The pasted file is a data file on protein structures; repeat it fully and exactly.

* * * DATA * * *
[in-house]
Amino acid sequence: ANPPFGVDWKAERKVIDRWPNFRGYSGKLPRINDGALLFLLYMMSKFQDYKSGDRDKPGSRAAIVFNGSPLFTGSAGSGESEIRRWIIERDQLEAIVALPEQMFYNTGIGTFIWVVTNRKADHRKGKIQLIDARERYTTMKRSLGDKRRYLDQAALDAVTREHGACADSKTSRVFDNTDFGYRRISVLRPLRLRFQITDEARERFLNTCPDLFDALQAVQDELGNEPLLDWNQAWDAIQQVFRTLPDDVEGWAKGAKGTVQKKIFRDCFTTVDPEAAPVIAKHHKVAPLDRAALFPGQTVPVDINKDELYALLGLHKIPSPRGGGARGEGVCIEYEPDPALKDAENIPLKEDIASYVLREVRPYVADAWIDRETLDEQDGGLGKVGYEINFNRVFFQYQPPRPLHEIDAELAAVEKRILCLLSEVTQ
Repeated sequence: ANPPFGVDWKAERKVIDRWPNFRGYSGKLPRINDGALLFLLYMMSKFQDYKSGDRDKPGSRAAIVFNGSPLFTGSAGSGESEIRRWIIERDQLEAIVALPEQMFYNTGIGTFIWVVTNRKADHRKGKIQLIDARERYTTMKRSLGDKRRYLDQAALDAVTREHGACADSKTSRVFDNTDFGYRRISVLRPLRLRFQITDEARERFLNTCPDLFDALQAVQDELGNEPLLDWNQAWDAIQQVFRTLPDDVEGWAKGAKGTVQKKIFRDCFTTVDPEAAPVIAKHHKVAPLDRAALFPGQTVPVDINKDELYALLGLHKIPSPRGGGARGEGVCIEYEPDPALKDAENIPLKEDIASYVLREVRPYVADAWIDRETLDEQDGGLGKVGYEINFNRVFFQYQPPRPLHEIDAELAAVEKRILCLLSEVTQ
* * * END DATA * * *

[in-house]
Amino acid sequence: ANPPFGVDWKAERKVIDRWPNFRGYSGKLPRINDGALLFLLYMMSKFQDYKSGDRDKPGSRAAIVFNGSPLFTGSAGSGESEIRRWIIERDQLEAIVALPEQMFYNTGIGTFIWVVTNRKADHRKGKIQLIDARERYTTMKRSLGDKRRYLDQAALDAVTREHGACADSKTSRVFDNTDFGYRRISVLRPLRLRFQITDEARERFLNTCPDLFDALQAVQDELGNEPLLDWNQAWDAIQQVFRTLPDDVEGWAKGAKGTVQKKIFRDCFTTVDPEAAPVIAKHHKVAPLDRAALFPGQTVPVDINKDELYALLGLHKIPSPRGGGARGEGVCIEYEPDPALKDAENIPLKEDIASYVLREVRPYVADAWIDRETLDEQDGGLGKVGYEINFNRVFFQYQPPRPLHEIDAELAAVEKRILCLLSEVTQ
Repeated sequence: ANPPFGVDWKAERKVIDRWPNFRGYSGKLPRINDGALLFLLYMMSKFQDYKSGDRDKPGSRAAIVFNGSPLFTGSAGSGESEIRRWIIERDQLEAIVALPEQMFYNTGIGTFIWVVTNRKADHRKGKIQLIDARERYTTMKRSLGDKRRYLDQAALDAVTREHGACADSKTSRVFDNTDFGYRRISVLRPLRLRFQITDEARERFLNTCPDLFDALQAVQDELGNEPLLDWNQAWDAIQQVFRTLPDDVEGWAKGAKGTVQKKIFRDCFTTVDPEAAPVIAKHHKVAPLDRAALFPGQTVPVDINKDELYALLGLHKIPSPRGGGARGEGVCIEYEPDPALKDAENIPLKEDIASYVLREVRPYVADAWIDRETLDEQDGGLGKVGYEINFNRVFFQYQPPRPLHEIDAELAAVEKRILCLLSEVTQ